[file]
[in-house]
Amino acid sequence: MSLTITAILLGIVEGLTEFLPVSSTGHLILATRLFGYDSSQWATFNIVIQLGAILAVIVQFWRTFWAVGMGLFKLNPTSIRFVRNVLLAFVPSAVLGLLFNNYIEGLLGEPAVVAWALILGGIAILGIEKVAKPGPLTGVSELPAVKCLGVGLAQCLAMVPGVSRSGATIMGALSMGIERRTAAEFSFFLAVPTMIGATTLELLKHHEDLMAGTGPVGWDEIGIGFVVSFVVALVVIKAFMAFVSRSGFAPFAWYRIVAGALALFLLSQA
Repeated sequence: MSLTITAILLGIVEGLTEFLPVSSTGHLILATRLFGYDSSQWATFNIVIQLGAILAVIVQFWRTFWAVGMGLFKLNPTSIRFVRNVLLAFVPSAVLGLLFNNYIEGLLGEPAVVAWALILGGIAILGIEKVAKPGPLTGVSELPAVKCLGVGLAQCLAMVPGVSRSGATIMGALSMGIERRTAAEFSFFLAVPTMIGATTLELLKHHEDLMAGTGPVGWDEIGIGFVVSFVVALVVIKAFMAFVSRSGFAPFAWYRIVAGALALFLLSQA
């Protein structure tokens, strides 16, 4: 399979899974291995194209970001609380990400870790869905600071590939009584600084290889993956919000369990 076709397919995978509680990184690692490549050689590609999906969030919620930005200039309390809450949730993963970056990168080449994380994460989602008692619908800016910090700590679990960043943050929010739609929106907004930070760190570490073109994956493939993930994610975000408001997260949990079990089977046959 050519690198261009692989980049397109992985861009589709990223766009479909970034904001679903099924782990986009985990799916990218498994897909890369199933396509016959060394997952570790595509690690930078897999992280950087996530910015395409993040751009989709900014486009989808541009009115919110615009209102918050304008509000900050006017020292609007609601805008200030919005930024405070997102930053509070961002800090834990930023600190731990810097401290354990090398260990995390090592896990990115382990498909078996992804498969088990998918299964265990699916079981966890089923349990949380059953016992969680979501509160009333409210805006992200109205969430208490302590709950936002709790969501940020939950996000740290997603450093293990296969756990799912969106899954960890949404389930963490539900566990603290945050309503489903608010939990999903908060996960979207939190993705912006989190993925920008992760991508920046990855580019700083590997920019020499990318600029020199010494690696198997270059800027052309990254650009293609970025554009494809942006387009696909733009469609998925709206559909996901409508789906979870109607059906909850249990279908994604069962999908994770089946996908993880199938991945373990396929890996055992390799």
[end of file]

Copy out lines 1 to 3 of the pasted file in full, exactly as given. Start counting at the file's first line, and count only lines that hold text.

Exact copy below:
[in-house]
Amino acid sequence: MSLTITAILLGIVEGLTEFLPVSSTGHLILATRLFGYDSSQWATFNIVIQLGAILAVIVQFWRTFWAVGMGLFKLNPTSIRFVRNVLLAFVPSAVLGLLFNNYIEGLLGEPAVVAWALILGGIAILGIEKVAKPGPLTGVSELPAVKCLGVGLAQCLAMVPGVSRSGATIMGALSMGIERRTAAEFSFFLAVPTMIGATTLELLKHHEDLMAGTGPVGWDEIGIGFVVSFVVALVVIKAFMAFVSRSGFAPFAWYRIVAGALALFLLSQA
Repeated sequence: MSLTITAILLGIVEGLTEFLPVSSTGHLILATRLFGYDSSQWATFNIVIQLGAILAVIVQFWRTFWAVGMGLFKLNPTSIRFVRNVLLAFVPSAVLGLLFNNYIEGLLGEPAVVAWALILGGIAILGIEKVAKPGPLTGVSELPAVKCLGVGLAQCLAMVPGVSRSGATIMGALSMGIERRTAAEFSFFLAVPTMIGATTLELLKHHEDLMAGTGPVGWDEIGIGFVVSFVVALVVIKAFMAFVSRSGFAPFAWYRIVAGALALFLLSQA